The circulating library played an important role in the daily lives and treatment of Saint Elizabeths’ patients. By 1913, the library’s collection included around six thousand books. Almost ten years later, in 1924, this amount doubled in size, and the library housed about twelve thousand volumes. Patients allowed to independently walk around the hospital grounds often visited the library; however, those confined to the facilities were still able to request books from catalogs given to each ward. Nurses, or other hospital staff, would pick up and deliver any requests to their patients. For the patients able to visit the library themselves,s the reading room was open from 9:00 a.m. to 4:30 p.m. every day of the week, except Sundays.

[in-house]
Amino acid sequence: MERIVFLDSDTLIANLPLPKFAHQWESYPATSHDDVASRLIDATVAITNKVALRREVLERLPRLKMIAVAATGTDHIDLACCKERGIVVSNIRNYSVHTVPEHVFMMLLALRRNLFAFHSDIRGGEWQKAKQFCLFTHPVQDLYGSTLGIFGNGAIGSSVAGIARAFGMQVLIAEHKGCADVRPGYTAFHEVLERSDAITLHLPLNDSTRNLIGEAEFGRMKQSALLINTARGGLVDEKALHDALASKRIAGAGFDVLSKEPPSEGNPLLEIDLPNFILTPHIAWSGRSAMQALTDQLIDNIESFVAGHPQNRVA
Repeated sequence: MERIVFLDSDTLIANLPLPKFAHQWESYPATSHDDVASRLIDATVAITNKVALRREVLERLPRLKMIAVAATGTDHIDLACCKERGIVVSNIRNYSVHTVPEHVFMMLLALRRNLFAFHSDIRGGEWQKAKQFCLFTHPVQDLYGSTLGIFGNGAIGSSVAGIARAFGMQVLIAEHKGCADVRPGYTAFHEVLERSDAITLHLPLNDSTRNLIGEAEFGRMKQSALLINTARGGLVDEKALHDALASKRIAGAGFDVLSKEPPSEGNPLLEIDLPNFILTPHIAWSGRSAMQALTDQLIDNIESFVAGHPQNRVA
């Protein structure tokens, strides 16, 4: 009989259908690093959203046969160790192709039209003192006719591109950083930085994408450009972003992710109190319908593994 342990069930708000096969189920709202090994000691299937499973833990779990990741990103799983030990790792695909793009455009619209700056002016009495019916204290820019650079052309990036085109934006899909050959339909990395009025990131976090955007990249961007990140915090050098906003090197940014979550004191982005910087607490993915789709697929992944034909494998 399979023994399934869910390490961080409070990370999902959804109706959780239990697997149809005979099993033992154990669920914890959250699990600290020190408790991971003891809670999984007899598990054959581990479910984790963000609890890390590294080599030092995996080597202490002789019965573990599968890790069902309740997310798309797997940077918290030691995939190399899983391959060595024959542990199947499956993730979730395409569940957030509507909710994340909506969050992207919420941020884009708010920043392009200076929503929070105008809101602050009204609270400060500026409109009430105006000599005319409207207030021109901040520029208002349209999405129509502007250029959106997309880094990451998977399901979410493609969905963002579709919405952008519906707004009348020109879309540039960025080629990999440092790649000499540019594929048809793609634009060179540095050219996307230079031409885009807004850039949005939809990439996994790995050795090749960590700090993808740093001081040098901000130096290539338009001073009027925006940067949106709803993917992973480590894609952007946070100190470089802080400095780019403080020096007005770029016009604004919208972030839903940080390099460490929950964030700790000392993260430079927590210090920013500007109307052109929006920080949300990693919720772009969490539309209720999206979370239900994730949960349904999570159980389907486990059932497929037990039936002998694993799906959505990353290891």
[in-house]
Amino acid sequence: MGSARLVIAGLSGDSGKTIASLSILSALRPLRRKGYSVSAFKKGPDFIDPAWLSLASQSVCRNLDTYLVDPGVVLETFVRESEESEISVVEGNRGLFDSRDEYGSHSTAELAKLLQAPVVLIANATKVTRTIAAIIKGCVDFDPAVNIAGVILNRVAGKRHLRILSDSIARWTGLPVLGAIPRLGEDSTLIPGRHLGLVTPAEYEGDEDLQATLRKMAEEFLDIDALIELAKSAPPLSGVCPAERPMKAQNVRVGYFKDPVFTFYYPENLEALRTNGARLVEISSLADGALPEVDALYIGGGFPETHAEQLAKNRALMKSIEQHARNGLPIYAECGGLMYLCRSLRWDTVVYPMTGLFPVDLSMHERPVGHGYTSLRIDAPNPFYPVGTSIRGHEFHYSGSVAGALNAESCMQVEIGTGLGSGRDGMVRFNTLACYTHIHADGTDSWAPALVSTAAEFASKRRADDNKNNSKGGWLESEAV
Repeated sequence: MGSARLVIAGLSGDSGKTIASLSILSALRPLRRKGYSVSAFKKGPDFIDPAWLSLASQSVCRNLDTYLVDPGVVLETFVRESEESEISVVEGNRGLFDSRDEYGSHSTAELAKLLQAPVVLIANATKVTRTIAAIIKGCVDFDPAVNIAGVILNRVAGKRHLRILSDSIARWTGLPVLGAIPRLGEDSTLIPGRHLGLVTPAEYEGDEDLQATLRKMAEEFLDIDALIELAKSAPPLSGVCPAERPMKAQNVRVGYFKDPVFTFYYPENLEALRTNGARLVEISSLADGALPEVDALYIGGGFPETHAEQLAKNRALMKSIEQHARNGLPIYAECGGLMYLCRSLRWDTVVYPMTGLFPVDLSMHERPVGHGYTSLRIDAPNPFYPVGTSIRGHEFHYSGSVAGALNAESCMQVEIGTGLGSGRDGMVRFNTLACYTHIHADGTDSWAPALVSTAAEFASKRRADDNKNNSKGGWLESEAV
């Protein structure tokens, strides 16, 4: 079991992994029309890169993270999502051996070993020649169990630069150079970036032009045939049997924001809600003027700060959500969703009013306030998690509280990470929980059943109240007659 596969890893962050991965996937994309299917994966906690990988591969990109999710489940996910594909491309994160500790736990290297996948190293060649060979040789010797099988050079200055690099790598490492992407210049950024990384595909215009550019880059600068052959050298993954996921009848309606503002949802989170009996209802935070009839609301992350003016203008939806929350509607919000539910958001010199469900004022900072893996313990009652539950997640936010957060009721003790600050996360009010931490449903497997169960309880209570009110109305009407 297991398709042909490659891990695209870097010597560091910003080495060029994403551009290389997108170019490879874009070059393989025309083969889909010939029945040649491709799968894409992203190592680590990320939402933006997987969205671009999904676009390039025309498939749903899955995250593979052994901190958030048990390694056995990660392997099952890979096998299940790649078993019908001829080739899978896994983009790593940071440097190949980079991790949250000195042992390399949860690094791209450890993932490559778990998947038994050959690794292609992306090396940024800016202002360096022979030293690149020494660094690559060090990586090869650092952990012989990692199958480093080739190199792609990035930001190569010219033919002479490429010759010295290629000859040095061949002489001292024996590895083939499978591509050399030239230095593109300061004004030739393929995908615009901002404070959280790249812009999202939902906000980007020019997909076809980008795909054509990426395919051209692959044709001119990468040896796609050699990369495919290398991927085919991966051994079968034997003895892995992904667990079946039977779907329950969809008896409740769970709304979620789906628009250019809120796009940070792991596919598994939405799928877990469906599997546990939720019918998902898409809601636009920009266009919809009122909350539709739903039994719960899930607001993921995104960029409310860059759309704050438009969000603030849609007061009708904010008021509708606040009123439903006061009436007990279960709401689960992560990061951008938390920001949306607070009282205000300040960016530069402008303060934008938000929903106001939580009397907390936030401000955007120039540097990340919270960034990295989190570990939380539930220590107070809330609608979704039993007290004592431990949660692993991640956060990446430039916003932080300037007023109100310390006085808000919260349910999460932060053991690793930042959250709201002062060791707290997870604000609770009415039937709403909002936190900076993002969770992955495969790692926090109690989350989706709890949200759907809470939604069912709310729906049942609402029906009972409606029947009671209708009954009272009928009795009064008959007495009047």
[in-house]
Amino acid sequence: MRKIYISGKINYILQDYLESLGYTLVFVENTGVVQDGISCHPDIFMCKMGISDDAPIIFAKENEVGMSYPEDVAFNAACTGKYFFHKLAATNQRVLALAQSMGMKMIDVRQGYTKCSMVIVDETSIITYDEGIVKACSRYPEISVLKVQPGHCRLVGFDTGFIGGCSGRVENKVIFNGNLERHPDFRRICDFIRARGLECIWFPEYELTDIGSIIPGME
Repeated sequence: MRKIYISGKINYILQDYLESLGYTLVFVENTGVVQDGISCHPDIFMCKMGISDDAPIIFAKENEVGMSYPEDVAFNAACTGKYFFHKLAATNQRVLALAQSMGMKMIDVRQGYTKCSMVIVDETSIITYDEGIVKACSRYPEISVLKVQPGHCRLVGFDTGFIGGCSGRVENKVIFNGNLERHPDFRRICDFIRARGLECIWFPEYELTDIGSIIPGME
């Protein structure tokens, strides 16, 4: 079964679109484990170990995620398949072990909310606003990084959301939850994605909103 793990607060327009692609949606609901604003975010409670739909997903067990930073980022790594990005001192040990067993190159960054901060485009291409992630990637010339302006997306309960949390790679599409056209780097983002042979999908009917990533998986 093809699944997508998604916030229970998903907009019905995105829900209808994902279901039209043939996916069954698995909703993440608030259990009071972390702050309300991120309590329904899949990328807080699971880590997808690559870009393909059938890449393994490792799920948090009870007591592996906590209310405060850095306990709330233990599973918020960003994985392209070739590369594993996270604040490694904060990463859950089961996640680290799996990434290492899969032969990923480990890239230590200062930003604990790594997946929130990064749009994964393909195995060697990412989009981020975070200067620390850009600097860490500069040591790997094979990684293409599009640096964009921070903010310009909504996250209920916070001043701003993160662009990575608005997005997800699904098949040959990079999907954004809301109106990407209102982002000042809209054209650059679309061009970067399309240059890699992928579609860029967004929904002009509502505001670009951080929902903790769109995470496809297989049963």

The most popular books used by patients were dictionaries, the bible, and volumes about arithmetics. Bibles were donated to the hospital in abundance, but keeping them on the shelf was difficult. Many of them tended to disappear and were usually not brought back. In 1928, the Washington Post reviewed the library at Saint Elizabeths, describing it as a library that could be found in any neighborhood; however, patients at the hospital usually requested more subjects about philosophy, mathematics, biographies, and astronomy. The hospital staff also had access to a library of their own, which included five thousand books, four thousand pamphlets, and publications from over seventy-five magazine subscriptions.
The patients’ library would later move to The Rest from the administrative wing in the Center Building in 1929. Because the design of The Rest building included many windows, the Circulating Library benefited from an abundance of natural light. The reading room and collections were found on the first floor.